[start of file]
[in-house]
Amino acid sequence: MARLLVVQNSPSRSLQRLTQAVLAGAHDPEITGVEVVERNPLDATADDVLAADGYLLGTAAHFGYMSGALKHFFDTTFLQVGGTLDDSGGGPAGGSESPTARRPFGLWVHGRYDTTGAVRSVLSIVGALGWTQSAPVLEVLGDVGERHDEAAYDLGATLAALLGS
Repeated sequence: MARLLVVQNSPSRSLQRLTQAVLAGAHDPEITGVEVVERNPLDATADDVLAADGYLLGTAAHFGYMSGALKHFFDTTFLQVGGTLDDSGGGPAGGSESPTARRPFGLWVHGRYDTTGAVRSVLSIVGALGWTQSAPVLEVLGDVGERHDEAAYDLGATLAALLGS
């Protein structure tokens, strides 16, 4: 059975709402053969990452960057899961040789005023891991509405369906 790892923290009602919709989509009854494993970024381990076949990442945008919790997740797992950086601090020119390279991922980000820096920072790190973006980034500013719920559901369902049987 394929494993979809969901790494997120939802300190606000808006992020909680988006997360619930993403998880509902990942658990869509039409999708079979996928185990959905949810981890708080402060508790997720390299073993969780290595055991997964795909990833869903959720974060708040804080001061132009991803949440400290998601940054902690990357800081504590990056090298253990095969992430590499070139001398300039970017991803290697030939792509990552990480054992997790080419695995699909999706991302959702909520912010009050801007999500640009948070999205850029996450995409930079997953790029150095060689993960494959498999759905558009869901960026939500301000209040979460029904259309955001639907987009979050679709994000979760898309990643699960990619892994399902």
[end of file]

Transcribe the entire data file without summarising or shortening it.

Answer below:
[in-house]
Amino acid sequence: MARLLVVQNSPSRSLQRLTQAVLAGAHDPEITGVEVVERNPLDATADDVLAADGYLLGTAAHFGYMSGALKHFFDTTFLQVGGTLDDSGGGPAGGSESPTARRPFGLWVHGRYDTTGAVRSVLSIVGALGWTQSAPVLEVLGDVGERHDEAAYDLGATLAALLGS
Repeated sequence: MARLLVVQNSPSRSLQRLTQAVLAGAHDPEITGVEVVERNPLDATADDVLAADGYLLGTAAHFGYMSGALKHFFDTTFLQVGGTLDDSGGGPAGGSESPTARRPFGLWVHGRYDTTGAVRSVLSIVGALGWTQSAPVLEVLGDVGERHDEAAYDLGATLAALLGS
């Protein structure tokens, strides 16, 4: 059975709402053969990452960057899961040789005023891991509405369906 790892923290009602919709989509009854494993970024381990076949990442945008919790997740797992950086601090020119390279991922980000820096920072790190973006980034500013719920559901369902049987 394929494993979809969901790494997120939802300190606000808006992020909680988006997360619930993403998880509902990942658990869509039409999708079979996928185990959905949810981890708080402060508790997720390299073993969780290595055991997964795909990833869903959720974060708040804080001061132009991803949440400290998601940054902690990357800081504590990056090298253990095969992430590499070139001398300039970017991803290697030939792509990552990480054992997790080419695995699909999706991302959702909520912010009050801007999500640009948070999205850029996450995409930079997953790029150095060689993960494959498999759905558009869901960026939500301000209040979460029904259309955001639907987009979050679709994000979760898309990643699960990619892994399902």